Wednesday, May 4, 2011

Kucinich to Seattle? Not so fast

It started Monday with a blog post from Seattle's alt-weekly, The Stranger. "Weird Rumor of the Day," read the headline. Now it's on the Plain Dealer's front page. Could Dennis Kucinich really move to Washington State to run for Congress?

Here's Eli Sanders' post on Slog,'s blog:
I'm posting this rumor mainly because it comes from someone with a long track-record in, and deep knowledge of, Washington State politics.

This person notes the recent time Dennis Kucinich has been spending in Washington State, notes that Kucinich has likely been redistricted out of a job in Ohio, and reminds that this state has a brand new district opening up in 2012.

The rumor is that Kucinich may be lining up a run for WA-10. It's a crazy rumor. But, my source adds: "He's just crazy enough to do it."
D.C. bloggers jumped on the rumor. Kucinich's spokesman, Nathan White, fanned the flames. Here's the answer White e-mailed to the Plain Dealer, Talking Points Memo, The Stranger, and anyone else who asked:

After people found out that Congressman Kucinich's district could be eliminated ... [he] received requests from people in twenty states, including Washington State, encouraging him to move and run in their area.

Congressman Kucinich appreciates the interest expressed in his public service. As he has repeatedly said, he fully intends to remain in Congress; he just doesn't know in what district he will run. In the meantime, he is devoted to serving Ohio's 10th district as it currently stands.

Sanders even catches White possibly dropping a hint by hyperlinking the words "in what district he will run" to this article about Dennis' recent appearance on Bainbridge Island, Wash.

Sounds like he's interested, huh? And at first glance it seems plausible.

Sure, district-shopping three time zones away would be a kooky, ballsy move, even more carpetbagger-y than Hillary Clinton or Robert F. Kennedy moving to New York to get into the Senate. But Dennis has had one foot in Washington State and California for nine years now, heading west to raise money from left-coast lefties so he can "run for president" and win re-election with ever-thinning margins at home.

And because Washington state's deadlines fall much later than Ohio's, the PD calculates, he could even take two shots at Congress next year: Ohio's Democratic primary in March, then, if he lost, Washington's in August.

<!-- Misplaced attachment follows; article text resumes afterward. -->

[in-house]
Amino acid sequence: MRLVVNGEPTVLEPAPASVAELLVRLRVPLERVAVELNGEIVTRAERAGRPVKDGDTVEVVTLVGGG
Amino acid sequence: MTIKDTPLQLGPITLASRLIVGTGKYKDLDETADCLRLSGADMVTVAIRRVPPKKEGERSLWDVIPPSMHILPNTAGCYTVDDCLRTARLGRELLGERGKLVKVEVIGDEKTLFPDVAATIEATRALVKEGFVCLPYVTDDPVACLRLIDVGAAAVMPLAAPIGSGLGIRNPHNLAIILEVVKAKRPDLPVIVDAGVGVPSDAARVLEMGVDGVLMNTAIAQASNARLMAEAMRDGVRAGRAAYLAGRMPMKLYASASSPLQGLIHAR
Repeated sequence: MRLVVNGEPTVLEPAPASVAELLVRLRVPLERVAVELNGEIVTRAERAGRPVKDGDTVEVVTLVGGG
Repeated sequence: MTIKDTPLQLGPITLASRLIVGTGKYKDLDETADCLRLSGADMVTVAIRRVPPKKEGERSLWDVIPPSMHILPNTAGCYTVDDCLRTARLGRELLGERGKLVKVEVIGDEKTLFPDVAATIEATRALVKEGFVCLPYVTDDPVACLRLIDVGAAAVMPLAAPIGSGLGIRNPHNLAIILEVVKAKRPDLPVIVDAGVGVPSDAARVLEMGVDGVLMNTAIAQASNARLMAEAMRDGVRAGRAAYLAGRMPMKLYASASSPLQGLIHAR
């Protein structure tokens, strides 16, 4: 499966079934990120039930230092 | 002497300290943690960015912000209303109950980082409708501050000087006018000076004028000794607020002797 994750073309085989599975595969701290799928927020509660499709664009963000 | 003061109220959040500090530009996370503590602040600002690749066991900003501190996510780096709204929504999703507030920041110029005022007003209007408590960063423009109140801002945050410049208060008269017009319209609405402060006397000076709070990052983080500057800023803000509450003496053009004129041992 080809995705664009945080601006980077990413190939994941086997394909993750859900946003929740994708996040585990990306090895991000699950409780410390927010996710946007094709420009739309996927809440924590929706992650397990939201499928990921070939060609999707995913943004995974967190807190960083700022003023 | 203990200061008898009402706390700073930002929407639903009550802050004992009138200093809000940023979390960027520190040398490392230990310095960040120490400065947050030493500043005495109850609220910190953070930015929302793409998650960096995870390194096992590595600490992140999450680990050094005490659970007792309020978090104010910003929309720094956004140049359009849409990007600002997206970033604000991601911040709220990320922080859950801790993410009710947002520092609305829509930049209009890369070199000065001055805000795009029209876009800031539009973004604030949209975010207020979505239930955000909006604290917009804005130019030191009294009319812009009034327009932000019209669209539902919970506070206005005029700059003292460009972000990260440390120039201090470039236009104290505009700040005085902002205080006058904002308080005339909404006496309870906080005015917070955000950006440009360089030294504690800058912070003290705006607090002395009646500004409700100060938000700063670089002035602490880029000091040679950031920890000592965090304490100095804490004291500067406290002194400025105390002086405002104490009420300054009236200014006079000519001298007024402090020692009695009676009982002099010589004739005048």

But let's take a closer look at one more thing White told Talking Points Memo.

White pointed to Kucinich's quotes in a recent Daily Show interview in which he and comedian John Oliver discussed the possibility of him leaving the state to run elsewhere in a parody of LeBron James' "Decision" special.
Um, yeah. So is this a joke?

It's not like Seattle, Olympia, and Co. have a shortage of ambitious homegrown liberals. They don't need to import a Clevelander whose anti-free-trade voting record plays way better in the Rust Belt than the tech-savvy home of Microsoft (as this blogger points out).

Maybe Kucinich and his spokesman see the value of flirting with the rumor. It helps Kucinich look like a national figure and could stoke excitement and donations in Puget Sound zip codes.

So, at the risk of biasing Cleveland Magazine's weekly poll, I'm voting no. I say he's not going to run in Washington. Once the Republicans eliminate his district, I think he'll run in the Democratic primary against either Betty Sutton or maybe Marcia Fudge.

The really interesting question is, what does Dennis do if he loses?

The usual ex-congressman move, becoming a K Street lobbyist, is so not him. Neither is following his brother Gary's journey from politician to car salesman. Lots of Cleveland liberals want to buy a reliable compact car from someone they trust, but it's safe to say that's not the life Elizabeth imagines for herself and Dennis.

I've been wondering about Kucinich's backup plan ever since he fixed up and moved into a house he bought a couple of years ago -- not in Washington State, but in Washington, D.C. It's not the typical move of a congressman threatened by redistricting. It's the move of a guy who thinks he's got a permanent place in American politics, whether he holds onto a seat in Congress or not.

What will Dennis do if he's an ex-congressman in 2013? I say part-time traveling activist, part-time chairman of a peacenik nonprofit, part-time MSNBC commentator. You heard it here first.

To read "The Missionary," my profile of Kucinich, click here.

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